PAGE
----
Editor’s note: Today makes 17 years since Jessica Cain disappeared after leaving a Bennigan’s restaurant at Bay Area Boulevard and Interstate 45 where she had dinner with a group of friends after a performance at Dickinson’s Harbour Playhouse. The next morning, her father found the pickup she had been driving parked on the shoulder of the southbound lanes of I-45 between exits 7 and 8 in La Marque. There was no trace of her.
When someone we love is suddenly and unexpectedly taken from us, myriad questions run though our minds as we try to make sense of the loss and come to terms with that loss.
Chiefly, among those questions is “Why?” While I would love to tackle that question, it would take volumes and I still would not have a satisfying answer.
Another question I have asked any time I have lost a loved one, regardless of the circumstances, is did this person know how much I loved him/her? Sadly, the answer is probably, “No.”
Perhaps many of us, myself included, neglect to tell those in our lives how much we love them and what they have meant to us.
Then, when tragedy strikes, we punish ourselves with all of the things we should have said and done differently.
I’ve written before about using lucid dreaming to talk to Jessica Cain in my dreams. Depending on where I am emotionally at the time, my conversations with her have varied over the years.
However, there has been one constant. As I know the dream is drawing to a close and my time with her is limited, I hug her tightly and hold on to her. I say, “I love you. I love you. I love you.” Over and over and over. Each dream ends the same way. I wake up feeling content, knowing that Jessica knows how much I love her.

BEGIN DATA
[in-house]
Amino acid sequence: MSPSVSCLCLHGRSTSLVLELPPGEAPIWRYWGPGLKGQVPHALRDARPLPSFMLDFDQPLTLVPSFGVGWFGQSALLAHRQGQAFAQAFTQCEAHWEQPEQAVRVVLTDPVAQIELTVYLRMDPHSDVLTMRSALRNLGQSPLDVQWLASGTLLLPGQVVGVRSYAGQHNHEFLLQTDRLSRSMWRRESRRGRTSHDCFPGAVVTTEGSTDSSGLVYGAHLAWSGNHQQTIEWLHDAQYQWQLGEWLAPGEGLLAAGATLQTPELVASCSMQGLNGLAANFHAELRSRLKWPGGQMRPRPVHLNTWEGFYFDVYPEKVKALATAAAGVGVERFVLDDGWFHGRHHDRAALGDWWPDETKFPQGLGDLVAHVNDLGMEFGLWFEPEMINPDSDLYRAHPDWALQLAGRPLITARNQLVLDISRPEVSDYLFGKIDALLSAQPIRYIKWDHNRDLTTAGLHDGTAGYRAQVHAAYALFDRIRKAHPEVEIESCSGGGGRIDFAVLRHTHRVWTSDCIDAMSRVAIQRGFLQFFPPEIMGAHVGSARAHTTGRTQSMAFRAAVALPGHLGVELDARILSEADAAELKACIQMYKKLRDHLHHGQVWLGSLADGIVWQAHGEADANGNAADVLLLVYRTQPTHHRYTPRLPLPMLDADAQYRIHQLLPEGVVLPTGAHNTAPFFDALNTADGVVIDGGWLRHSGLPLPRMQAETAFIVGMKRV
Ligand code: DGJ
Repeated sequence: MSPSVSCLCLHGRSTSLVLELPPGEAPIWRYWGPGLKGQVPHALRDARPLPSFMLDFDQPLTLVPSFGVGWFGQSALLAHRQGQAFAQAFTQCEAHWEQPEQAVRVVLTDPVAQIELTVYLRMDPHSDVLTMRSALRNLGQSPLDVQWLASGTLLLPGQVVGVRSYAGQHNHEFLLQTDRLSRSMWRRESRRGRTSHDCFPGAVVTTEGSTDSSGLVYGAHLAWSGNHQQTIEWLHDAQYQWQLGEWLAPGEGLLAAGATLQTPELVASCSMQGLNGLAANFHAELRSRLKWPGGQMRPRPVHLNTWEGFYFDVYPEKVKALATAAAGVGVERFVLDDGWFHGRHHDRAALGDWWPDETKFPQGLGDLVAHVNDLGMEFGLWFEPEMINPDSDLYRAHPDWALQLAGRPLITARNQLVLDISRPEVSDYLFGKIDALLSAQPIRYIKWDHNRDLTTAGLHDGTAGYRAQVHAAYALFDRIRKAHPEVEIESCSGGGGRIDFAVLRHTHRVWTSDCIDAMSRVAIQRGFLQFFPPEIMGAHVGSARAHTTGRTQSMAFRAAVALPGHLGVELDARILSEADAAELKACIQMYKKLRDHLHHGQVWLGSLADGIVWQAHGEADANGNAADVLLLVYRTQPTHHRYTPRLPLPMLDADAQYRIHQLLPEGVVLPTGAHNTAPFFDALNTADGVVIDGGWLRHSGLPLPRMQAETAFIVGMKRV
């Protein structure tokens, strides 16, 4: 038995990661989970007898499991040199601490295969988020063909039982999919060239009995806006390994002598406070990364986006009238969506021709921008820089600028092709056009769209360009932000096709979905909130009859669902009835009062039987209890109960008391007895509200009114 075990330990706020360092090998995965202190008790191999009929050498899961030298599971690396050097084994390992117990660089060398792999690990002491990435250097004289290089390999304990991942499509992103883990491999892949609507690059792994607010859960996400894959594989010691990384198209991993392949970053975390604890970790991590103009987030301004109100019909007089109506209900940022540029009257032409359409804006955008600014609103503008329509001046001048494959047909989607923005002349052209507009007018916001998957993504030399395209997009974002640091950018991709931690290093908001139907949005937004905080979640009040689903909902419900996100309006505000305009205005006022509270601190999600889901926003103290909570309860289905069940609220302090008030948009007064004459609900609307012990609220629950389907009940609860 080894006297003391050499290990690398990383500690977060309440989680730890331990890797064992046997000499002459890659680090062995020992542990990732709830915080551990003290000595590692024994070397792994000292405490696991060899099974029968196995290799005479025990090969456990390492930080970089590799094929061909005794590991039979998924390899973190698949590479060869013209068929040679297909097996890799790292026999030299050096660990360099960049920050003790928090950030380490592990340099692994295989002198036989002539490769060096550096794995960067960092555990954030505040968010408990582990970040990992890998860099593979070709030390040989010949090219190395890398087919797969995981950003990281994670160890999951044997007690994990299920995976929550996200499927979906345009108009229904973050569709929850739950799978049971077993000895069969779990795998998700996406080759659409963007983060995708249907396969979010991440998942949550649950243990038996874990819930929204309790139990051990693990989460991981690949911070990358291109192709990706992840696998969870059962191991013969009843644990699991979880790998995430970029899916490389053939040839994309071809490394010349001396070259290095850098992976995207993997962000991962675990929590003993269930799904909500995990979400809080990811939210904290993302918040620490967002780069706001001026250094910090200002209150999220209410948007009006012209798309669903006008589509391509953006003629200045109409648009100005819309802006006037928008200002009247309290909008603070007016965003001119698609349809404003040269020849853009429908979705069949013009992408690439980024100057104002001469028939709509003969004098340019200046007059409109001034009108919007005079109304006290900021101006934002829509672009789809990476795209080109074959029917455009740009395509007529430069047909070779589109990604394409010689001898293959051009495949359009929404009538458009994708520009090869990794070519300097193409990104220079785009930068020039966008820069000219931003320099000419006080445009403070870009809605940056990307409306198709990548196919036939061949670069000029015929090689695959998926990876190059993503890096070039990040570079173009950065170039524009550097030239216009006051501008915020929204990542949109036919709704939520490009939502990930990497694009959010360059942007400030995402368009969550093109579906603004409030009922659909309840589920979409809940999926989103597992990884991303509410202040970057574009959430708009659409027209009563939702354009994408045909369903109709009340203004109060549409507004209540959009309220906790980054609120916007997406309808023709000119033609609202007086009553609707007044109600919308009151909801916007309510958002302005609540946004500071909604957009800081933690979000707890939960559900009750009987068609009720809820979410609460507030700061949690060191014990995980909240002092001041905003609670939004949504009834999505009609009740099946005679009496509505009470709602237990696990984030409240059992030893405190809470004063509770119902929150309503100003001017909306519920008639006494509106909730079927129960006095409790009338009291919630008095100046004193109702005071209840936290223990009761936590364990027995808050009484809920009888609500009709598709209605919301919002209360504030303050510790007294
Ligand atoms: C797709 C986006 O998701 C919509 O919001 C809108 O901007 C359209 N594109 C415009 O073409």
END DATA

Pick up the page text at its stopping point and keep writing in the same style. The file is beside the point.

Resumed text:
Over the last year and a half, I have lost two people who I loved dearly — my Granny and my Grandpa. And I have the same questions, did they know how much I loved them? Did they know how important they were to me and the impact they had on my life?
I think maybe my Granny knew. During the three weeks she was in the hospital leading up to her death, I told her how much I loved her. But Grandpa was taken suddenly and I never told him.
I alternate between being so angry at myself for not being able to say, “I love you” to those who mean the most to me and being so profoundly sad, wondering if these people will ever know the depth of my love for them.
Maybe this is a wake-up call for me. For you, don’t be afraid to love. And don’t be afraid to say, “I love you.” Do it now, while you still have time.
To my family, friends, Jessica, Granny and Grandpa — I love you. I love you. I love you. Over and over and over.
Tonya Reid Creel lives in Texas City.